Politics of APIs17 Mar 2014
In preparation for a fireside chat with Tyler Singletary at API Strategy & Practice next week I’m reviewing many of what I consider the political API building blocks, and reading some of my past stories to refresh my thoughts on the most pressing topics in the space.
The technical building blocks of APIs are pretty clear at this point, and the business of APIs has been being hammered out over the last five or so years, by API infrastructure providers like 3Scale, but the politics of APIs are an aspect of the API economy we are going to see become more and more of a hot topic as the space continues its growth.
There are a handful of building blocks that are clearly driving how APIs are used (or not used):
|Service Level Agreement (SLA) - A service level agreements (SLA) provides a legal framework for describing what service(s) is being offered by an API provider, with details about level and quality of service, includingwarranties,disaster recovery, and steps fortermination of agreement. SLAs may vary based upon multiple levels of access to API resources, and different API user groups.|
|Data License - A data license defines how data resources available via an API can be used. A data license sets the expectations with API consumers regarding how they can use data, and also protects API providers and their partners intellectual property. I recommend taking a look at Open Definition for an assortment of data and content licensing.|
|Code License - You should make sure al yuor code samples, libraries and SDKs have a default license that helps defines how your code can be used. A license for the cdoe sets the expectations with API consumers regarding how they can use code generated by a cmpany, and also protect API providers and their partners intellectual property. I recommend taking a look at Github's open source licensing pagefor a nice overview of the options, especially since this is one possible location you will be providing access to your code.|
|Deprecation Policy - An API deprecation policy sets expectations with API consumers about when and how API resources will be deprecated and shut down. These policies help build trust with API consumers, giving them an idea of how much they can depend on an API resource, and what they can expect when it reaches the end of life.|
These building blocks are the acting as the control valve for API ecosystems, setting the tone for how much access, control and influence both developers and end-users wil have when it comes to API operations.
There are other elements that will affect an API, and its community, like the amount of transparency a provider embraces, and externally from laws and regulation from the government, but these seven building blocks will have the biggest impact on what is possible when integrating with an API.
The interesting thing about the politics of APIs is the overlap with the business and tech of APis. There are political building blocks that are more technical:
- Rate Limits
- Error Codes
Then there are building blocks that have more to do with business, than the tech, but go along way in influencing the politics of an API:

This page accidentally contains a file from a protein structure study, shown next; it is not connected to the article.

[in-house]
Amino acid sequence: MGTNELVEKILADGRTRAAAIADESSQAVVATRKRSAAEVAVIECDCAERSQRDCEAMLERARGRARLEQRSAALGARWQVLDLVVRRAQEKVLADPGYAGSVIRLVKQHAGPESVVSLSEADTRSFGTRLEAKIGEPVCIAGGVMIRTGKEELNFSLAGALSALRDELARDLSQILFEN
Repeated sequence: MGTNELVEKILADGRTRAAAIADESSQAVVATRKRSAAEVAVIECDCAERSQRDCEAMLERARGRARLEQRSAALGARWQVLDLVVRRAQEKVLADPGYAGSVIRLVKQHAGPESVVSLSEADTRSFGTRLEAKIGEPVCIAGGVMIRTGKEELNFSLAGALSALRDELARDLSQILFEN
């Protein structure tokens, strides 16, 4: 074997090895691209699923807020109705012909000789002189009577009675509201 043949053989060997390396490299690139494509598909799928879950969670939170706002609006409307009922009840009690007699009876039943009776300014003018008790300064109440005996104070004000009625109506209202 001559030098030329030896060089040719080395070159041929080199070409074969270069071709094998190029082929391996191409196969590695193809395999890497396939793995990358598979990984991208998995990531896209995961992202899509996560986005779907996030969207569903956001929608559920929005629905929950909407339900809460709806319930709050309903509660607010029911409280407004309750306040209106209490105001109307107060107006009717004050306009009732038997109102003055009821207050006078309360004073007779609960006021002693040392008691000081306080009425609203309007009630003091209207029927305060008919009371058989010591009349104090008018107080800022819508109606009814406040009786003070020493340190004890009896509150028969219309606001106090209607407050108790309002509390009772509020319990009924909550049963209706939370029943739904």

These are all related to busines operations but will all play important role in the internal and external politics of API operations. While every API building block contributes to overall politics in some way there are a small group that I think truly overlap the tech, business and politics of APIs:
This is why Github plays such an important role in API operations. It isn't just about code anymore, it is about the operations, reaching and supporting customers, and defining the licensing around API operations--all critical elements vital to achieving a political balance that necessary for a thriving API community.
As with the business of APIs, it will take us years to figure out all the finer points of the politics surrounding APIs, and with each new business sector that APis evolve into, we will find new struggles. Some of the issues we've seen emerge between API providers and consumers in ecosystems like Twitter, security challenges like Snpachat, and legal battles like Oracle vs. Google are just the tip of the iceberg.
We need to have more tools, services, and open resources to help API providers and consumers navigate terms of service, as well as more open dicusssions around content, data and even API interface licensing. This is why we do API Strategy & Practice--to have open conversations between API leaders, and discuss the biggest challenges we face in the space.
I'm stoked to have Tyler come to Amsterdam and continue conversations with me on the main stage, around the politics of APIs. Like me, Tyler is extremeley passionate about the legal and political challenges we face, but even though we don't always see eye to eye, I thoroughly enjoy our exchanges because of his passion and understanding of the space. Tyler has some pretty important ideas like robots.json, that we we need to explore, and some serious experience in the space from running Klout, that we can all learn from.
As always let me know if there are any issues you'd like to see me cover from the politics of APIs, it is why I started API Voice, and I am happy to even bring it up on stage as we discuss the politics of APIs in Amsterdam next week at #APIStrat.